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4 things you need to know about North Korea's missile program

Early Monday morning on the Korean peninsula, Kim Jong-Un and the North Korean military launched four ballistic missiles into the sea, with some landing in Japanese-operated areas.


Related: Navy fleet commanders warn of potential fight in North Korea

The North's missile program goes back decades, and includes secessions by the country, and then blatant ramp-ups of nuclear proliferation.

A North Korean propaganda poster depicting a missile firing at the United States. | Via Flickr.

1. They signed a NPT under President Clinton

In 1994, the U.S. and North Korea agreed to a non-proliferation treaty, aiming, among other things, to normalize political and social relations between the two companies, and requiring the North to convert their graphite-moderated 5MWe nuclear reactor and two others under construction into light water reactors within 10 years.

Under the agreement, the U.S. was to provide 500,000 tons of heavy fuel oil per year, until the first of the light water reactors could be built.

Also read: 4 other ways the US could shoot down a North Korean ballistic missile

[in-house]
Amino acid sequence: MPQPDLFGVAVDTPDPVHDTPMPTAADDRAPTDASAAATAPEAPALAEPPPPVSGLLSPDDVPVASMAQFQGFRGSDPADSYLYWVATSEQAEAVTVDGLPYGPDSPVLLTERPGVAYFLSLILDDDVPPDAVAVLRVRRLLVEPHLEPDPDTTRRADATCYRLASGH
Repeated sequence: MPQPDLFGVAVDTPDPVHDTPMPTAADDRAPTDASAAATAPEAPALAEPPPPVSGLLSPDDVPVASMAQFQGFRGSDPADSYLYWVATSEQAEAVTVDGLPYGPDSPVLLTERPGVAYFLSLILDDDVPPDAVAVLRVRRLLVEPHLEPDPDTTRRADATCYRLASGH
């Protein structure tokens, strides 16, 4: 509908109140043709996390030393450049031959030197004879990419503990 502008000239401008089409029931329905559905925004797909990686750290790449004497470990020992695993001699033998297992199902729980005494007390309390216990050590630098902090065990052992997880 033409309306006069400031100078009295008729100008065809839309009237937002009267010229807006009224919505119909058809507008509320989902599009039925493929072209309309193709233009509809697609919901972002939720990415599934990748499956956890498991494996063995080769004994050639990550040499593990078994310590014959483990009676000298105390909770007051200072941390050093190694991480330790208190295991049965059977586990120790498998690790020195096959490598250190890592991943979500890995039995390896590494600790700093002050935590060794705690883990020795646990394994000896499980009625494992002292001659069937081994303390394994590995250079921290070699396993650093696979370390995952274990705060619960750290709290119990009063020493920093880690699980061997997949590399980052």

The agreement broke down in 2003, ending with North Korea withdrawing from the NPT. Officials in both countries widely speculated the U.S. only entered into the agreement because they assumed, after the death of Kim Il-sung 1994, the North Korean government would collapse.

2. They use the offer of drawing down as a bribe

Beginning with the NPT agreement in 1994, and as recently as 2012, North Korea has dangled the idea of backing down from their effort to create nuclear weapons in exchange for aid—food, money and energy being the top requests.

In addition to its long-range missiles and nuclear programme, North Korea has a line of shorter-range Hwasong missiles capable of hitting Japan.

3. Their missile tests often happen around the same time each year

During the spring, South Korean and U.S. military troops conduct joint drills on the Korean peninsula, something the North Koreans have always found to be threatening. Officials in the North have said the drills are an obvious threat, and practice for eventual invasion of the country. It is often during these annual drills in South Korea that the North makes grand statements about their capabilities, or launches some sort of missile as a show of force.

4. They have become more aggressive under Kim Jong-un

After the death of the former North Korean leader, Kim Jong-il, the country became more aggressive with missile launches and nuclear expansion. Jong-il's son, Kim Jong-un, assumed power as supreme leader of North Korea in late 2011, and since then, the country has forged ahead with nuclear warhead developments, has launched more missiles and is less responsive to negotiation tactics than past leaders.